• Published: 1st May 19
  • Category: News

This one has been coming down the road for quite some years and from the 1st June 2019 it comes into force!

If you’re a tenant, you are probably cheering from the sidelines. If you’re a Landlord you might not be quite so chuffed.

The premise of this Act in its most basic form is that tenants can no longer be charged fees for setting up a tenancy, or for some more of the traditional charges laid out in the tenancy, professional carpet cleaning, chimney sweeping etc.

It also restricts the amount of deposit a Landlord can ask for to five weeks rent for tenancies with rent up to £50,000 per annum, and six weeks rent for tenancies with rent in excess of £50,000 per annum.

So far, so good if you happen to be the tenant.

Before we go on it is important to understand that this Act applies to all new Assured Shorthold Tenancies starting, and this includes renewals or ones that become statutory periodic, on or after the 1st June 2019. Then from the 1st June 2020 the Act applies to all tenancies regardless of when they started.

The legislation is lengthy, so we aim to bring you the relevant sections here. If you want to give yourself a headache then we recommend reading the Government Guidance or for a humdinger of a migraine, the full legislation.

In short (and we’ve tried to be short) below are the permitted payments you can require from a tenant. Anything else is prohibited. These are:

  1. Rent
  2. A Tenancy Deposit (up to 6 weeks rent)
  3. A Holding Deposit but this has to be repaid once the tenancy starts or put towards the tenancy deposit.
  4. Default Payment for the loss of a key or security device but limited to the reasonable or actual cost incurred. And interest on late rent payments but only after 14 days and at a rate of 3% above base rate.
  5. Damages for breach of the Tenancy obligations including damage to the property.
  6. Varying the Tenancy Agreement. Such as adding a consent clause at a later date for a pet or permitted occupier (up to £50).
  7. Terminating the Tenancy early.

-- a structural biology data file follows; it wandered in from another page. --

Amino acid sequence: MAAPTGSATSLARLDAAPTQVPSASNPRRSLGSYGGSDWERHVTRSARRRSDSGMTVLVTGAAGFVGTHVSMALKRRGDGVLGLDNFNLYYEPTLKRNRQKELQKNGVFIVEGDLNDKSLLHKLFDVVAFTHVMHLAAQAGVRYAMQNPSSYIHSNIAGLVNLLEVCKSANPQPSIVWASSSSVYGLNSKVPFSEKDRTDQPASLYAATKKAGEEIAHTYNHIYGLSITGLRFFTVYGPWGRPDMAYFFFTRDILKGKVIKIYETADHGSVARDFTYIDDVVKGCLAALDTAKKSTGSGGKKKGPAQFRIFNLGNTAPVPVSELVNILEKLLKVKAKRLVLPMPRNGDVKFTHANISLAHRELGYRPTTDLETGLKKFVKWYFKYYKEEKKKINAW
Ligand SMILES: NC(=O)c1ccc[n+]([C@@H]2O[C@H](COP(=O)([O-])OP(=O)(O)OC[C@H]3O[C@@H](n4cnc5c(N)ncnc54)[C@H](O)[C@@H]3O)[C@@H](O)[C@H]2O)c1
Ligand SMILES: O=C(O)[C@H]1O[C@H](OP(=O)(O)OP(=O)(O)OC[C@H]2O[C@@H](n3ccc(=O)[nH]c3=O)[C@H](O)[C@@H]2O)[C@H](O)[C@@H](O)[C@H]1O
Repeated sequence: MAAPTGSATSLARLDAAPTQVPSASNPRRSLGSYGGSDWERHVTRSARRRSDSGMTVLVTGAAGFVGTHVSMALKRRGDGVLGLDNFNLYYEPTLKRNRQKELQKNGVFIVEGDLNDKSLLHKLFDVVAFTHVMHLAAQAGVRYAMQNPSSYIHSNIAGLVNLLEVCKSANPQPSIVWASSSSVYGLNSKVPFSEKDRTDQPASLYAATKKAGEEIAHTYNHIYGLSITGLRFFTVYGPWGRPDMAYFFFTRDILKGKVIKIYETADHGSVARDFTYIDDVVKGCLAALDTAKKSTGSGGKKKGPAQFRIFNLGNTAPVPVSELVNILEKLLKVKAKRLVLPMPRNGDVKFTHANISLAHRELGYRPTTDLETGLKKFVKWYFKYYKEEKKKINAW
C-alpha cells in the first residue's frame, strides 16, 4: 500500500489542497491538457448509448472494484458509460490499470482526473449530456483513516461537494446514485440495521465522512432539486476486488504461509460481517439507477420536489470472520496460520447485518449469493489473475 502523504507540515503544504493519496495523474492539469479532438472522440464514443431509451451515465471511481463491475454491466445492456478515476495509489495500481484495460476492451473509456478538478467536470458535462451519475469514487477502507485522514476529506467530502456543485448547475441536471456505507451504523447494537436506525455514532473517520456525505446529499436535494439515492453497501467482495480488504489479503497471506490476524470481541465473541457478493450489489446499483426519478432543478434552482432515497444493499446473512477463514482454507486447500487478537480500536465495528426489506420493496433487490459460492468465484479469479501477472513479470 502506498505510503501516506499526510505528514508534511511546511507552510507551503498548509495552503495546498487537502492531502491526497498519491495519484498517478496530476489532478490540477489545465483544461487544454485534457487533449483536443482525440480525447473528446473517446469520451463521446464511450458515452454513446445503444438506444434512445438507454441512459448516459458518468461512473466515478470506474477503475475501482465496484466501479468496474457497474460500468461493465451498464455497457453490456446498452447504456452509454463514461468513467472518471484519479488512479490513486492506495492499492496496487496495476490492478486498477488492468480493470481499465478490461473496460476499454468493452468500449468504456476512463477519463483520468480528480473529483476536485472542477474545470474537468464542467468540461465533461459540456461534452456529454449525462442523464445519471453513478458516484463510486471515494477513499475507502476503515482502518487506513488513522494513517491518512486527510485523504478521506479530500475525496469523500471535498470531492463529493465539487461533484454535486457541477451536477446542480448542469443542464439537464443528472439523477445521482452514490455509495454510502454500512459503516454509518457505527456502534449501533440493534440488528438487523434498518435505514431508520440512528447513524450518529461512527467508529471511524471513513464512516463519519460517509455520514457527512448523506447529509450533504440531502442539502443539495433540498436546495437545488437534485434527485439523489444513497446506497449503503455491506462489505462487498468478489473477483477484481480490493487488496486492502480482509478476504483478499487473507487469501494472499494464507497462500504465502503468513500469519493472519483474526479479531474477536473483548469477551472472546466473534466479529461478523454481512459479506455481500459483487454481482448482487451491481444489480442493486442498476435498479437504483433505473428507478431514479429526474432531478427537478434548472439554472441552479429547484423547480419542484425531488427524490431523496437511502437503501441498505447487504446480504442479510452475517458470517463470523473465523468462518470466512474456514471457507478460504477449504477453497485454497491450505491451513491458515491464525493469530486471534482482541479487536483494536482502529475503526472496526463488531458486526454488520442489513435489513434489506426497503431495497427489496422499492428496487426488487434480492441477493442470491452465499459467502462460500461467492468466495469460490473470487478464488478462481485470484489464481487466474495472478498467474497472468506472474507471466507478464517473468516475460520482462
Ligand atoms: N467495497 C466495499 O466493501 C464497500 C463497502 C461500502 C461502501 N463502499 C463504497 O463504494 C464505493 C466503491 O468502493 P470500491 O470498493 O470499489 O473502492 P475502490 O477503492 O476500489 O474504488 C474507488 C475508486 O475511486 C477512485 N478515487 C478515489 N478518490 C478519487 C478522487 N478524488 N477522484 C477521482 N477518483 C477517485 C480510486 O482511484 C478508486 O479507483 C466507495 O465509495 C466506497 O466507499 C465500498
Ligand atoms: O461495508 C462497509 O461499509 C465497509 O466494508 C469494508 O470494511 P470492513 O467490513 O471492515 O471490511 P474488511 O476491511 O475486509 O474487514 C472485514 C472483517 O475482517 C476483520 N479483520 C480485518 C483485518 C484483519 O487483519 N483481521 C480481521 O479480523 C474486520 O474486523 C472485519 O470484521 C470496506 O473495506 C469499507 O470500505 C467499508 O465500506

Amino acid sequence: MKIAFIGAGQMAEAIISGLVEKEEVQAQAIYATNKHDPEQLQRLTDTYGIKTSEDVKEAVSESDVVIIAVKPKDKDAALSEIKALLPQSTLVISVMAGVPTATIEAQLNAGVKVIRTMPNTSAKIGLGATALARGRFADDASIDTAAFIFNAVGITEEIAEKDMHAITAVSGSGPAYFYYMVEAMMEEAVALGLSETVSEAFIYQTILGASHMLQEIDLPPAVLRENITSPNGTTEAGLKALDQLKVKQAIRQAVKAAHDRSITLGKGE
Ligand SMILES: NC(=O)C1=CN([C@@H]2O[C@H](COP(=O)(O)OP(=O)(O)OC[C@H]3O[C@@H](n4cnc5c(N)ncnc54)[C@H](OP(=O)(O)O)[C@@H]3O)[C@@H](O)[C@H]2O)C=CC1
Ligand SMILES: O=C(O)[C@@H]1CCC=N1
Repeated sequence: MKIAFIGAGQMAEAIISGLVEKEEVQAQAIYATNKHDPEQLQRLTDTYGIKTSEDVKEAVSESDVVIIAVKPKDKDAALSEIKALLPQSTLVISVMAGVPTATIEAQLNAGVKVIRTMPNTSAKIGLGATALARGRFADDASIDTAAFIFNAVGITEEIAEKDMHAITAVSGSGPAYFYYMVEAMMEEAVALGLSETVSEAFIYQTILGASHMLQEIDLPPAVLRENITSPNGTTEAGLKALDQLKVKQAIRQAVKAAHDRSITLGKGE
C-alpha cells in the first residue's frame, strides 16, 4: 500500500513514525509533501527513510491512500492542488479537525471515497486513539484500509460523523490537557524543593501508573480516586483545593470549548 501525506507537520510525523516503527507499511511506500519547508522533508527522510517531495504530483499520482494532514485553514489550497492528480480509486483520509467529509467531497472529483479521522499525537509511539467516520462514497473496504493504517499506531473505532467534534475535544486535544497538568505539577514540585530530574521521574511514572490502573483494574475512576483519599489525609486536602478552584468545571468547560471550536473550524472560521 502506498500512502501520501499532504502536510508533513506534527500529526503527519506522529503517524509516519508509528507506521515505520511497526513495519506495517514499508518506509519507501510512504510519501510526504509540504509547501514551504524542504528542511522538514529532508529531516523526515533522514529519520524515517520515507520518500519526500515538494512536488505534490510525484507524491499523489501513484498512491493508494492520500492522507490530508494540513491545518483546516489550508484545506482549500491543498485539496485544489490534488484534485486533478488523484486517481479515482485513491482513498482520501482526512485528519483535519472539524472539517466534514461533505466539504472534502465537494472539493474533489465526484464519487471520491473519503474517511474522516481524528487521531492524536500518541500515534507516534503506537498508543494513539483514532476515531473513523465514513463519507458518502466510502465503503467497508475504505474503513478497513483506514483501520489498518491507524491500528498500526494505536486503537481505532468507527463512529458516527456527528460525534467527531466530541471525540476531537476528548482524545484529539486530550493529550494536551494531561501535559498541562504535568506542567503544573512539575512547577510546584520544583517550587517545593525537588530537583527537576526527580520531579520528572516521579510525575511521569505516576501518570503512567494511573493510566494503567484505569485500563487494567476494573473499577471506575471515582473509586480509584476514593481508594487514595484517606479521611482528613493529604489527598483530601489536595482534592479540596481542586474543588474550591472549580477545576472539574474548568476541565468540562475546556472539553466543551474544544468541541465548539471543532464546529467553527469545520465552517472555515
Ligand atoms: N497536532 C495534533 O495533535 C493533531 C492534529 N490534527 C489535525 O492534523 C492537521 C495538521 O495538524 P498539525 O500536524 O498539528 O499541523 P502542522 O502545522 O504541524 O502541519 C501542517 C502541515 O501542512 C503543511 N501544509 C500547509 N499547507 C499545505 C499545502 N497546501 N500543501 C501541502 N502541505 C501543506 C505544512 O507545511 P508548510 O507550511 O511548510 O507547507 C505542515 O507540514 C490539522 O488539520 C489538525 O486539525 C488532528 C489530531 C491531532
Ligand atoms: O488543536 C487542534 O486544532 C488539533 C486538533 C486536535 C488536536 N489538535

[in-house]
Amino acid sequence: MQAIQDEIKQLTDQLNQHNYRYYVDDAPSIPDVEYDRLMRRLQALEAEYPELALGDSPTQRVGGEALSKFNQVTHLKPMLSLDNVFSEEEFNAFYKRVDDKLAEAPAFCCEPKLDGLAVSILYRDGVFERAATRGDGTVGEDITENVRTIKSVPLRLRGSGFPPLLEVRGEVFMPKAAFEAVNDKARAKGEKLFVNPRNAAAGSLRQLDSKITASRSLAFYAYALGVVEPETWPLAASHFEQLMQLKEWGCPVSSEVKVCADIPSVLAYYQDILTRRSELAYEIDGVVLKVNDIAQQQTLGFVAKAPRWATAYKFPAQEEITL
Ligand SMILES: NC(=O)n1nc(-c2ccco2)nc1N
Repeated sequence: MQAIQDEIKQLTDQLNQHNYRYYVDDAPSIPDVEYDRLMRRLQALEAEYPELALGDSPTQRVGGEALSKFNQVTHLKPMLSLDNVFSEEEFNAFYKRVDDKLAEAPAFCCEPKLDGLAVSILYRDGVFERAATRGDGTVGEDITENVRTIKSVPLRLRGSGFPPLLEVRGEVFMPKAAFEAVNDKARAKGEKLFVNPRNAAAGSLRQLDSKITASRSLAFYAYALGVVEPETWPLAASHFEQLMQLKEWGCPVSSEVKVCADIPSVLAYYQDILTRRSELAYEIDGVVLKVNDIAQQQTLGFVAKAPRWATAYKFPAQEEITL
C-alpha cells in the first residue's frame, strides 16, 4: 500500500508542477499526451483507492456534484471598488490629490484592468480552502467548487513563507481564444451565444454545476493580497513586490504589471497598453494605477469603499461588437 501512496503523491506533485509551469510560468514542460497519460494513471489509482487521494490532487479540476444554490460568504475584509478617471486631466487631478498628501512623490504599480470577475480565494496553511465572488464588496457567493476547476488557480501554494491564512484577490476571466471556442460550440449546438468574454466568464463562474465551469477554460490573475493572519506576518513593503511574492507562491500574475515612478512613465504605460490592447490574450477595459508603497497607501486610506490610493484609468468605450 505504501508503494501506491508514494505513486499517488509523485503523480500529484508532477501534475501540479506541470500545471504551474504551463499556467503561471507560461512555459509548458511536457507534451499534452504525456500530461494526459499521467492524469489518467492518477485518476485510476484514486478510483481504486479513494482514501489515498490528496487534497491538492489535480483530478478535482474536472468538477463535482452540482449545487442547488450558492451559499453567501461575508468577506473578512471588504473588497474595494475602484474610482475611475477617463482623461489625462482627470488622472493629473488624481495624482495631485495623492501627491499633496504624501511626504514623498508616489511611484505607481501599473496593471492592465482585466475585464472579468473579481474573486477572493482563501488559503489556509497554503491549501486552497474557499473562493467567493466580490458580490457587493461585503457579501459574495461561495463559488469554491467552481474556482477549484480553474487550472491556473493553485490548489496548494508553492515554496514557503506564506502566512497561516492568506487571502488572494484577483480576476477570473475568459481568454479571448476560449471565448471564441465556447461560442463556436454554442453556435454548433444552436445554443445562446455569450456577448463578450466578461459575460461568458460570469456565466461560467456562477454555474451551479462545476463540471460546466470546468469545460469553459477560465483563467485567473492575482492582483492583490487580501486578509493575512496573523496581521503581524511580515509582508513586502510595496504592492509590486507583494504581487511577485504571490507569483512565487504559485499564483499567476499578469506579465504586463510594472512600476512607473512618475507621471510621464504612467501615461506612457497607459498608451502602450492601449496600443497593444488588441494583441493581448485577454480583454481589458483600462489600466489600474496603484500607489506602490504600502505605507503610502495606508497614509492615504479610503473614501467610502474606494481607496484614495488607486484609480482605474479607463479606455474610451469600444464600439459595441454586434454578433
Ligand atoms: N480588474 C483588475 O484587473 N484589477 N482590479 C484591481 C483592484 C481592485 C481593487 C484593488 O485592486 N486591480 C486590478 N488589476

8. Council Tax, but it must be paid to the Local Authority
  9. Utilities
  10. TV Licence
  11. Communication Services (e.g broadband)

Like most legislation there are some exceptions to the above but broadly speaking these are the only payments you can accept from tenants.

Whether you are a tenant (put down the bunting) or a Landlord (take your head out of your hands), it is worth taking a couple of moments to consider what this means in practice.

Firstly, in what is a positive step for tenants renting through an Agent, it clears up the age old issue over who is the client. It has always been that a Letting Agents principle client is the Landlord. Charging tenants for the administrative costs of setting up a tenancy helped to share the costs of what was to be a joint contract but it often led to justifiable confusion for the tenant who assumed that they were also the Agents client. This Act makes a clear distinction that the Agent is employed and works for the Landlord and moving forward this is likely to be helpful for all parties to understand their position.

The reduction of the deposit may make many Landlords think twice about considering tenants that have a pet. Historically a Landlord would be more likely to accept a pet if they knew they held a higher deposit to cover any damage or cleaning issues at the end of the tenancy. With that removed, it is highly likely that Landlords will either stop accepting pets, or increase the rent to those with pets. With the average tenancy now around 30 months, an additional £25 a month in rent equates to £750. Surely, most tenants would rather just pay an additional weeks deposit? (which they’d probably get back).

On that note, it is suggested by some that the Act will cost Landlords £83 million in the first year so there is a wider concern that Landlords will look to recoup the extra costs by increasing rents.

Some Landlords may no longer want to use an Agent in a bid to cut costs. Experience shows us that not all Landlords are aware of their obligations and legislative duties which leads to a poorer experience for the tenant.

For many Landlords this could be the straw that breaks the camels back and many may look to sell up and leave the Private Rented Sector. With increased stamp duty costs, taxation and legislation many looking to enter the market may no longer consider this such an attractive proposition.

Reduced stock over the longer term leads to higher rents. Legislation of this magnitude will always cause an initial impact to the Sector so it remains to be seen whether in a year or so, Landlords have adapted or if it will have a longer lasting impact.

Please note the date this article was published as the law may have changed since it was posted. You should always seek independent legal advice if you are intending to rely on any of the contents.

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